By John Prince
This holiday season I have received a spate of emails from companies promoting “Our GIFT to You!”
It was a discount off all/some/one of their products. 20% OFF our regular retail price. So, if I bought an item regularly priced at $100, it only cost me $80. Some gift!
Let’s look at this carefully.
It’s not a “gift” if it costs me money. Merriam-Webster (my choice of dictionary) says that a gift is “something voluntarily transferred by one person to another without compensation.”
It’s not “FREE” if it costs me anything. Free means “free”—like as in no charge whatsoever. Nada coin! Nothing!
I learned three maxims a long time ago when my marketing agency worked with an airline.
Maxim #1: If you’re a business and you sponsor a contest, don’t give away money. Consumers use the money to buy a refrigerator which breaks down in a few years and is left at the curb with the door off. They won’t remember you (which is the point of the contest) or the appliance.
Maxim #1A: If you sponsor a contest make the prize a trip to somewhere interesting. The winners will go somewhere, have a time (good/bad), remember you forever, and brag about the trip in their dotage.
Travel makes forever memories; refrigerators make ice cubes that melt quickly.
Maxim #2: If you have a contest and give people a prize, don’t give them a bill for it.
Our airline client was besieged with requests for free seats to somewhere as contest prizes and they asked us to look into the process. What we found was that prize winners often couldn’t take the trip because of the cost.
What cost? Getting to and from the departure airport, getting to and from the arrival airport, accommodation at the destination, food, cab fares, entertainment, and miscellaneous expenses. To add insult to injury, they could also receive a 1099 for the “income.”
The result was a new policy for consumer contests was instituted by the airline that ensured that (with the exception of the 1099) the winner actually got a free trip. Everything, including a few hundred dollars in cash, was part of the prize.
Since we’re on the subject, here’s another lesson I learned at some cost.
Maxim #3: Discounts cheapen your product. Added value enhances your product.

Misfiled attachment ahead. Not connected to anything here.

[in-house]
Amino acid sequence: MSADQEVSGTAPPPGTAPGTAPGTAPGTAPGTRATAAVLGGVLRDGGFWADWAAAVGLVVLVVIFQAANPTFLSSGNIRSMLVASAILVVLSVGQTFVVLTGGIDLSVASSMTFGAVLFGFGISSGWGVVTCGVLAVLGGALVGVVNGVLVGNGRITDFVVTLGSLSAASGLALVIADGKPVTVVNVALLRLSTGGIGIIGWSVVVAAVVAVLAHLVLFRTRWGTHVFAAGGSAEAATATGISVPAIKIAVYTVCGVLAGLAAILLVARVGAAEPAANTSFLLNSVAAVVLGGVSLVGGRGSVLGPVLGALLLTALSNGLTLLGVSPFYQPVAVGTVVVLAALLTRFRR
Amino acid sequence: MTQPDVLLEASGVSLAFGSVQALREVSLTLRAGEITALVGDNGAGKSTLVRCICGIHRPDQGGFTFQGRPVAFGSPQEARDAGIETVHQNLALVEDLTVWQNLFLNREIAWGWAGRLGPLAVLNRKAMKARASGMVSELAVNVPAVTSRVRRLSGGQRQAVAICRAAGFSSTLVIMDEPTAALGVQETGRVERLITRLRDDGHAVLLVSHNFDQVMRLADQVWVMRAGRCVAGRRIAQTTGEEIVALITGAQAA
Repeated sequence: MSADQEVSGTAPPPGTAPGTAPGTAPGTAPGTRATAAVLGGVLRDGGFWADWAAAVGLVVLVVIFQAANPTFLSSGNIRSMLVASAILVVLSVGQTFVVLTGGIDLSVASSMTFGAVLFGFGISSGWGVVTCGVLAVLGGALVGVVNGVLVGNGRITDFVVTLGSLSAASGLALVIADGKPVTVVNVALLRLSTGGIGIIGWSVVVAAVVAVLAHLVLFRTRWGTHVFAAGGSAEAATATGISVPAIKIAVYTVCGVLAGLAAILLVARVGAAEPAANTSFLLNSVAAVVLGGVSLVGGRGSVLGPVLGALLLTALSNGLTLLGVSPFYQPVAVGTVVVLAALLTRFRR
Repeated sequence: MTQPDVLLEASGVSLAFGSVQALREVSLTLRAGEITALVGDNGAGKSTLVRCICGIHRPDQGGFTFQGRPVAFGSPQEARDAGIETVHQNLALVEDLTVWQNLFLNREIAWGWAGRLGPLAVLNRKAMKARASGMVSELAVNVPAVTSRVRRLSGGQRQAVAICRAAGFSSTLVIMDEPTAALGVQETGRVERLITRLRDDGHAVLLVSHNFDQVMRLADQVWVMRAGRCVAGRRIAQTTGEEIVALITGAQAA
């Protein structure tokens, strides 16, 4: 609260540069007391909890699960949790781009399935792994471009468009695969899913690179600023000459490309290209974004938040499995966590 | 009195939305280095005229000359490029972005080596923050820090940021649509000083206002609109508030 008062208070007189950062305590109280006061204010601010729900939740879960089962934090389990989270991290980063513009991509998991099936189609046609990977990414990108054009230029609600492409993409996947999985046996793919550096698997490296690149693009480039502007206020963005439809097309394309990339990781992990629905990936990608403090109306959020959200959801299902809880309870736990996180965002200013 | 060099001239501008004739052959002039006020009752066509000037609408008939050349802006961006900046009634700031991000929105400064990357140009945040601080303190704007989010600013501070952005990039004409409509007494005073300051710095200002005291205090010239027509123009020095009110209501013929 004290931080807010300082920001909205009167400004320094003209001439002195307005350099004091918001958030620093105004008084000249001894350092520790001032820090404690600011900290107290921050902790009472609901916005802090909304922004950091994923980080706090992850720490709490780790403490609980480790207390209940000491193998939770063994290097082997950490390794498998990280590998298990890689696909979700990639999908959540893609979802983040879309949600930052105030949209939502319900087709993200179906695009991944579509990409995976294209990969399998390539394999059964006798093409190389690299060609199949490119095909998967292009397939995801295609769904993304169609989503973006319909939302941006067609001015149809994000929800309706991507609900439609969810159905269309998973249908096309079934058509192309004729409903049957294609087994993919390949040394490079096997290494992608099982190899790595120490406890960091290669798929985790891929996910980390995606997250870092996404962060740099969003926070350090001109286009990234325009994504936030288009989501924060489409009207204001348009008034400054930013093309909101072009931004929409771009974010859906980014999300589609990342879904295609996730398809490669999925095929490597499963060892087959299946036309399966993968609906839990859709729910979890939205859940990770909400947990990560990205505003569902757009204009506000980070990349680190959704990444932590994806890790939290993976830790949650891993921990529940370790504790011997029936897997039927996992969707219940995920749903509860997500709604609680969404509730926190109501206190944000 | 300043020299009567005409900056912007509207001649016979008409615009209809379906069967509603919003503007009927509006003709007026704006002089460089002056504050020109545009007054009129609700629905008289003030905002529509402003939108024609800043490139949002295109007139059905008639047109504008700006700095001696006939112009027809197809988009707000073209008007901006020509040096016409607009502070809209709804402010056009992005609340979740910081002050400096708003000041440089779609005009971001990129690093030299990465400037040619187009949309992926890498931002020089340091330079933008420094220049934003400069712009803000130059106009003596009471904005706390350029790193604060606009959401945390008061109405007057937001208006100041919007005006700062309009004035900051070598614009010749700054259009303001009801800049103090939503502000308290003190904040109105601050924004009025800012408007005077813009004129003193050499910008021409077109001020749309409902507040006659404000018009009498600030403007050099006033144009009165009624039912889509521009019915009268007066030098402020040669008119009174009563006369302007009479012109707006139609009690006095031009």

Human psychology is weird. People believe that if you discount your $100 product by 20%, then it was really only worth $80 in the first place, and that everybody that bought it at $100 were ripped off. So, the next time you try to sell the product at $100 your customers will howl that they bought it for $80 last time, and now you’re robbing them.
Added value means that you offer your customers something extra when they pay full price for the product. “Gift with purchase.” Buy a fridge, get a “free” pressure cooker.
They equate the value of the pressure cooker at the retail price, so the merchant gets increased perceived value. Then, down the road, you can still sell the original product at full price and explain that the “gift with purchase” promotion was over last month.
For some odd reason human psychology accepts this reasoning.
A few years ago, the auto companies got caught up in a discounting frenzy until discounts were continuous and brutally competitive. Now we have promotions like “Employee pricing” where “everyone is family and gets the employee price.” It’s not a discount, folks. It’s a nice, friendly promotion where we want everybody to be part of our happy family for a limited period of time. Then it’s over. You’re on your own again.
The next time a merchant offers a free gift that’s going to cost you money, ask them to just send you a check for the discounted amount and they can keep the product. Then send me half for suggesting the idea.
What do you think? Let me know. BTW, there’s no free gift for responding. Sorry.
2 thoughts on “It Ain’t a Gift If It Costs Me Money”
Thanks for that enlightening article.
Knew “It ain’t a gift if it cost me money”, BUT the others you mentioned were new to me.
So what might be the best way for authors participating in the 2022 central Florida expo to promote their book or perhaps books?